= Emerging. More than 5 years before clinical availability. (26.62%)
= Expected to be clinically available in 1 to 4 years. (38.91%)
= Clinically available now. (34.47%)
MSACL 2020 US : Frank

MSACL 2020 US Abstract

Topic: Practical Training

Podium Presentation in Room 6 on Wednesday at 11:00 (Chair: Elizabeth Frank / Jacqueline Hubbard)

Free Climb or Free Solo: Guidance and Accounts of Establishing Reference Intervals for LDT Mass Spectrometry Assays

Elizabeth Frank, Kelly Doyle

Presenter Bio(s): Elizabeth Frank, PhD, is a professor of pathology at the University of Utah and a medical director at ARUP Laboratories. She is a board-certified clinical chemist and a fellow of the AACC Academy. Dr. Frank's clinical scientific interests are focused on measurement of biogenic amines, porphyrins, and vitamins using HPLC and LC-MS/MS; evaluation of calculi composition using FTIR; and use of laboratory test results to evaluate health status.
Kelly Doyle, PhD, is a fellow of the AACC Academy and is a board-certified clinical chemist. As an assistant professor of pathology at the University of Utah and medical director at ARUP Laboratories, his interests involve the clinical application and implementation of mass spectrometry, emerging biomarkers, toxicology, endocrinology, and laboratory best practice. He has a special interest in training clinical chemistry fellows and pathology residents.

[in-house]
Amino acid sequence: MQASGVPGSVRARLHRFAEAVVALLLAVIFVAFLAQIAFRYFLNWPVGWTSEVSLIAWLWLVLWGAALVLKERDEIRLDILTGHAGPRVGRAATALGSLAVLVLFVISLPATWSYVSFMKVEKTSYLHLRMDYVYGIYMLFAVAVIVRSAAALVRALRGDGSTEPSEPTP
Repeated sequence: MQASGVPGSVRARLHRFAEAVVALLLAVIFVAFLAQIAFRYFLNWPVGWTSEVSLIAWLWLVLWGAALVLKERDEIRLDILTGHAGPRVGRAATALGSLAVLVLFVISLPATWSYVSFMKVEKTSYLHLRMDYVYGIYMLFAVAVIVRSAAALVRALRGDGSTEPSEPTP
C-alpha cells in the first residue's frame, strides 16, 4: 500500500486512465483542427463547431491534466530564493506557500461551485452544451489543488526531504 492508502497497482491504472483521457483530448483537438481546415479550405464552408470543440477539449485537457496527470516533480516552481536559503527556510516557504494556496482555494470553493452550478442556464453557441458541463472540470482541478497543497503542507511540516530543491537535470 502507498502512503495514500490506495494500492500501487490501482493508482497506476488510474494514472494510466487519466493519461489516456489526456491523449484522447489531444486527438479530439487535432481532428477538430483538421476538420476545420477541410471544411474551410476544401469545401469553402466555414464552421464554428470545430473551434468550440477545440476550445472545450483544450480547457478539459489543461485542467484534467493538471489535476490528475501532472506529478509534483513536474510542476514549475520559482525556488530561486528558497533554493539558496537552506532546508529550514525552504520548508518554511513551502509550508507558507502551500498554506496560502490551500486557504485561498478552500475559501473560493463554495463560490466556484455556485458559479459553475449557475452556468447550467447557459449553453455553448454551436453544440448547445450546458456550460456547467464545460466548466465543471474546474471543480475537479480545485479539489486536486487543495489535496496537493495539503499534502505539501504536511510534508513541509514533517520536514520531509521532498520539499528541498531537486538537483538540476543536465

Authors: Elizabeth Frank, Kelly Doyle
University of Utah / ARUP Laboratories

Abstract

Session description: Although assessment of reference intervals (RIs) is an integral component of laboratory medicine practice and so a requirement of LC-MS/MS assay development, establishing RIs using the traditional approach as described in the Clinical and Laboratory Standards Institute (CLSI) guidelines may not be feasible due to limited resources. Direct sampling is complicated by insufficient access to patients within varying interval partitions (e.g., pediatrics, pregnancy), and adoption or transferring of RIs is hindered by lack of assay standardization and unique population demographics. However, indirect sampling techniques using laboratory database results have significant practical advantages compared to direct sampling methods. The use of stored patient data can offer a faster and less costly means to developing RIs, particularly if multiple partitions based on characteristics such as age and sex are required or if selection criteria would cause much of a general healthy population to be excluded from participation in the study.

Numerous techniques designed to identify the distribution of healthy values in an uncharacterized dataset have been proposed. Recent reports have exposed flaws in the application of some techniques and reveal the need for careful evaluation of indirect methods to avoid potential limitations of these techniques and ensure development of accurate reference values.

In this practical training course, we will provide a brief review of the concept of RIs and the fundamentals for establishing, transferring, and verifying RIs. Our experience evaluating RIs for various LDT mass spectrometry assays with differing patient populations will be presented and examples of indirect methods using stored patient data to estimate RIs will be discussed.

Take Home Pearls

Attendees will gain knowledge of

1. Establishment and use of reference intervals in clinical laboratory practice.

2. Regulatory and guidance documents for establishing, transferring and verifying reference intervals.

3. Appropriate application of direct and indirect methods to determine population/sex/age-based reference intervals.


Financial Disclosure

DescriptionY/NSource
Grantsno
SalaryyesUniversity of Utah
Board MemberyesAACC; ACLPS
Stockno
Expensesno
IP Royaltyno

Planning to mention or discuss specific products or technology of the company(ies) listed above:

no